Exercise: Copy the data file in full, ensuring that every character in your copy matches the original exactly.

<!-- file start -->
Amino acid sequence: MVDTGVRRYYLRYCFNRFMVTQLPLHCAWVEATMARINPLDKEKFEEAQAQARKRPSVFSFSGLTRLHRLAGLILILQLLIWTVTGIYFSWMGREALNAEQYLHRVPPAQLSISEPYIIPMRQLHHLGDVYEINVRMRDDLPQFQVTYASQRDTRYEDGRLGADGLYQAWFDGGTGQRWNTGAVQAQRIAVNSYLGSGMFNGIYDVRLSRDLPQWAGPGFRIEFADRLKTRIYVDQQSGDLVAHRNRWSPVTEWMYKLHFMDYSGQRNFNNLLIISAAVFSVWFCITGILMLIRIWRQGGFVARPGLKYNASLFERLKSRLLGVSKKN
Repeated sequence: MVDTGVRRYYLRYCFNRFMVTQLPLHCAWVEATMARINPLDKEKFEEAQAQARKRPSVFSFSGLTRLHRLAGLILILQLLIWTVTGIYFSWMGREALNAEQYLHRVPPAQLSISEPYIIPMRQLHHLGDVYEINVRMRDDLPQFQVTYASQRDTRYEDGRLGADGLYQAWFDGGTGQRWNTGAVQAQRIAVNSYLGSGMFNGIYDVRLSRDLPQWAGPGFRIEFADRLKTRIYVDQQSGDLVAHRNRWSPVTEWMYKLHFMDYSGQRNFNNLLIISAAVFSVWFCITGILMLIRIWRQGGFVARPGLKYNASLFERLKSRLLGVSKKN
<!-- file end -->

Amino acid sequence: MVDTGVRRYYLRYCFNRFMVTQLPLHCAWVEATMARINPLDKEKFEEAQAQARKRPSVFSFSGLTRLHRLAGLILILQLLIWTVTGIYFSWMGREALNAEQYLHRVPPAQLSISEPYIIPMRQLHHLGDVYEINVRMRDDLPQFQVTYASQRDTRYEDGRLGADGLYQAWFDGGTGQRWNTGAVQAQRIAVNSYLGSGMFNGIYDVRLSRDLPQWAGPGFRIEFADRLKTRIYVDQQSGDLVAHRNRWSPVTEWMYKLHFMDYSGQRNFNNLLIISAAVFSVWFCITGILMLIRIWRQGGFVARPGLKYNASLFERLKSRLLGVSKKN
Repeated sequence: MVDTGVRRYYLRYCFNRFMVTQLPLHCAWVEATMARINPLDKEKFEEAQAQARKRPSVFSFSGLTRLHRLAGLILILQLLIWTVTGIYFSWMGREALNAEQYLHRVPPAQLSISEPYIIPMRQLHHLGDVYEINVRMRDDLPQFQVTYASQRDTRYEDGRLGADGLYQAWFDGGTGQRWNTGAVQAQRIAVNSYLGSGMFNGIYDVRLSRDLPQWAGPGFRIEFADRLKTRIYVDQQSGDLVAHRNRWSPVTEWMYKLHFMDYSGQRNFNNLLIISAAVFSVWFCITGILMLIRIWRQGGFVARPGLKYNASLFERLKSRLLGVSKKN